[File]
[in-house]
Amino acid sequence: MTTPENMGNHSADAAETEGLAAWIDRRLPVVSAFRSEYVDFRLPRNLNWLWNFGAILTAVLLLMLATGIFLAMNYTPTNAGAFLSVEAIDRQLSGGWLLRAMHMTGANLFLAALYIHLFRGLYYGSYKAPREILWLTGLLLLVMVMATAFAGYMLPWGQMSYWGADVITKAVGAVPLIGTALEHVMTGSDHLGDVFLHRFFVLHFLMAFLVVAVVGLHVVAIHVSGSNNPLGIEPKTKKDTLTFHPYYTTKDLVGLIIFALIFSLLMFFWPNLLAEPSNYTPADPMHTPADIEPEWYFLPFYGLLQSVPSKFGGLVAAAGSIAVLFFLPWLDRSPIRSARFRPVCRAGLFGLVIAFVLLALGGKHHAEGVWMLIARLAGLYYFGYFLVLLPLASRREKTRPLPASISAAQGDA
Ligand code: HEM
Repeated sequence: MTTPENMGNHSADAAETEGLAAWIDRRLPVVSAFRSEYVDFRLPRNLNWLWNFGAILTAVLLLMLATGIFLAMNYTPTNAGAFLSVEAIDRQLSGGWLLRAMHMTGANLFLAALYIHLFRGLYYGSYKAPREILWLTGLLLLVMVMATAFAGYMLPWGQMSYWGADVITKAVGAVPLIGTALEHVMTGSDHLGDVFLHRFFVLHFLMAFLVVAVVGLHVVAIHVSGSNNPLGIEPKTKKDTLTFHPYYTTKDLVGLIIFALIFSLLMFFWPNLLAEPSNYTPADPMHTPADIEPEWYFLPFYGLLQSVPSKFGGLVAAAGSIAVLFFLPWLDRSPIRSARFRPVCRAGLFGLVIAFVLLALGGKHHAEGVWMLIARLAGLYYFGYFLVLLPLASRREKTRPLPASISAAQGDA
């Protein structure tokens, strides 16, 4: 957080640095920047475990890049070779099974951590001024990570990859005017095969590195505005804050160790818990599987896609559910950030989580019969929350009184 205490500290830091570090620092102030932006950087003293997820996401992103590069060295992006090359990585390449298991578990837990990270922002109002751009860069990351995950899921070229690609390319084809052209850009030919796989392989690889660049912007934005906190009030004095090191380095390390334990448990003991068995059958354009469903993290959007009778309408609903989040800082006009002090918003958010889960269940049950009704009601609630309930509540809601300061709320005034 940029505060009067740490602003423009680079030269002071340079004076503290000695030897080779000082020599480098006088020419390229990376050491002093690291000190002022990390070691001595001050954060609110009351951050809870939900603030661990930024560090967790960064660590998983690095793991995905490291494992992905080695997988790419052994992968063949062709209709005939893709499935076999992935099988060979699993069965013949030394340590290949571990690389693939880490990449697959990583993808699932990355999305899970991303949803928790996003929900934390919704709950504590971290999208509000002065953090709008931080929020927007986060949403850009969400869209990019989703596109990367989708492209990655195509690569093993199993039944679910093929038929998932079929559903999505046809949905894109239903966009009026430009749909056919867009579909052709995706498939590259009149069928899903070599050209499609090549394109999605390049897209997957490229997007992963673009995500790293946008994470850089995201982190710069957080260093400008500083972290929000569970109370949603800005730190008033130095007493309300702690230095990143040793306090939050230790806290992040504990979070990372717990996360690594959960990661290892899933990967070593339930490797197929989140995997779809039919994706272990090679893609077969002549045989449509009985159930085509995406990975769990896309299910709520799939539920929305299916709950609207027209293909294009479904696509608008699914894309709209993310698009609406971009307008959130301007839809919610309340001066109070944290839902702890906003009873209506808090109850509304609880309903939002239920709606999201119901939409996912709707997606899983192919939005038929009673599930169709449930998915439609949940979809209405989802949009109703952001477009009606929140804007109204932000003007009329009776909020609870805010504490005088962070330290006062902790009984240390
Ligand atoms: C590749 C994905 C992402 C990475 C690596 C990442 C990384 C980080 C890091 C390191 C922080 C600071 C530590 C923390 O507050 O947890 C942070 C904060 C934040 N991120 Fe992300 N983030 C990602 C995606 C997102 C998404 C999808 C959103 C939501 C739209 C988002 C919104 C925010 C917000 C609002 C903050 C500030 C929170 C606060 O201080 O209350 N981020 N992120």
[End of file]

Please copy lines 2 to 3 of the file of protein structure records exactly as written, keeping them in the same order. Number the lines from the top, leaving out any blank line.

Amino acid sequence: MTTPENMGNHSADAAETEGLAAWIDRRLPVVSAFRSEYVDFRLPRNLNWLWNFGAILTAVLLLMLATGIFLAMNYTPTNAGAFLSVEAIDRQLSGGWLLRAMHMTGANLFLAALYIHLFRGLYYGSYKAPREILWLTGLLLLVMVMATAFAGYMLPWGQMSYWGADVITKAVGAVPLIGTALEHVMTGSDHLGDVFLHRFFVLHFLMAFLVVAVVGLHVVAIHVSGSNNPLGIEPKTKKDTLTFHPYYTTKDLVGLIIFALIFSLLMFFWPNLLAEPSNYTPADPMHTPADIEPEWYFLPFYGLLQSVPSKFGGLVAAAGSIAVLFFLPWLDRSPIRSARFRPVCRAGLFGLVIAFVLLALGGKHHAEGVWMLIARLAGLYYFGYFLVLLPLASRREKTRPLPASISAAQGDA
Ligand code: HEM